The great achievement of the first generation of Norwich settlers was the building of a meeting house. More than any other event of the time, with the possible exception of the accomplishment of the national independence, this was an undertaking that enlisted the energies and taxed the resources of our forefathers. The building of a meeting house in a New England frontier settlement a century ago was regarded a matter of public concern, to be supported by the whole community without regard to sect or party, like the opening of roads or any other public charge. In less than ten years from the time the first clearing was made in Norwich, the preliminary steps were taken to provide a meeting house to be used for the accommodation of the whole people in the public worship of God. The question of the location of this building was sharply agitated, re-resulting in a keen competition between different sections of the town for the coveted distinction, inasmuch as the location of the house was supposed to fix the site of a possible future village where much of the business of the town would be transacted. When it became apparent that no agreement could be reached, a locating committee of three men from out of town was chosen and summoned upon the ground to decide where the meeting house should stand. The formal report of this Committee as made at the time has recently been found among the papers of the late W. H. Duncan, Esq., of Hanover, N. H., and by the kindness of Honorable Frederick Chase has been furnished to the...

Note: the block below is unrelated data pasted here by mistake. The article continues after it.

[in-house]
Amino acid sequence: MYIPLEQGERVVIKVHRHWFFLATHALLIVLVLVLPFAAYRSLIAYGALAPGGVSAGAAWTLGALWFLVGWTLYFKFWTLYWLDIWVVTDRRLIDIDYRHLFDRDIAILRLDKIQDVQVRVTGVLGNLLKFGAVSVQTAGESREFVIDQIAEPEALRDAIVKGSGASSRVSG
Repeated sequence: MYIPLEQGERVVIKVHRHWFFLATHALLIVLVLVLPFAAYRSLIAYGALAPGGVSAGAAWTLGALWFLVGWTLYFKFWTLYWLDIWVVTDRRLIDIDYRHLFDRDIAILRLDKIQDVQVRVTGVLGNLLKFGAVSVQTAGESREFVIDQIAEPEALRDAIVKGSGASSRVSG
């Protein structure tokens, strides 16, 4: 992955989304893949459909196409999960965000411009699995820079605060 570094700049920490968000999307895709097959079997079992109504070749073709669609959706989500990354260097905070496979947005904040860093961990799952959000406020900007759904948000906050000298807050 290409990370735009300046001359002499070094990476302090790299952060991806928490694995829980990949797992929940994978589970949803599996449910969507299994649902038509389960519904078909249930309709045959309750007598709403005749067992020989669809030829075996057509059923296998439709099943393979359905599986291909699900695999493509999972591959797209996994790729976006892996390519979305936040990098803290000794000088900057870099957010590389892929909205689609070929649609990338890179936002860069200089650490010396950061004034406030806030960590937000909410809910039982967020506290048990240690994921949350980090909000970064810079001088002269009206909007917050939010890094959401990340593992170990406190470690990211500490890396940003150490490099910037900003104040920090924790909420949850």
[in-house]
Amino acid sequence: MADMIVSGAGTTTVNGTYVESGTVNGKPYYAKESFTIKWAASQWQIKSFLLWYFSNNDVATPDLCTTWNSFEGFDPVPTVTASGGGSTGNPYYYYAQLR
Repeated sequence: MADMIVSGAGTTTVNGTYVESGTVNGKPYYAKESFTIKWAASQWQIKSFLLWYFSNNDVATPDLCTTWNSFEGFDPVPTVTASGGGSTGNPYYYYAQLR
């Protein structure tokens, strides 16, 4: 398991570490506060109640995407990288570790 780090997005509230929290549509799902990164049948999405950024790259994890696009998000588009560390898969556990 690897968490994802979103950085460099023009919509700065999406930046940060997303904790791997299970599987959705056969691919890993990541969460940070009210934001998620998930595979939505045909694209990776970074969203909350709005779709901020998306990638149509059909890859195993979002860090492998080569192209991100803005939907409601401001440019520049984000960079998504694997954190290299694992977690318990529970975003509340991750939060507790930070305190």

Narrative of the Captivity of Mrs. Mary Rowlandson – Indian Captivities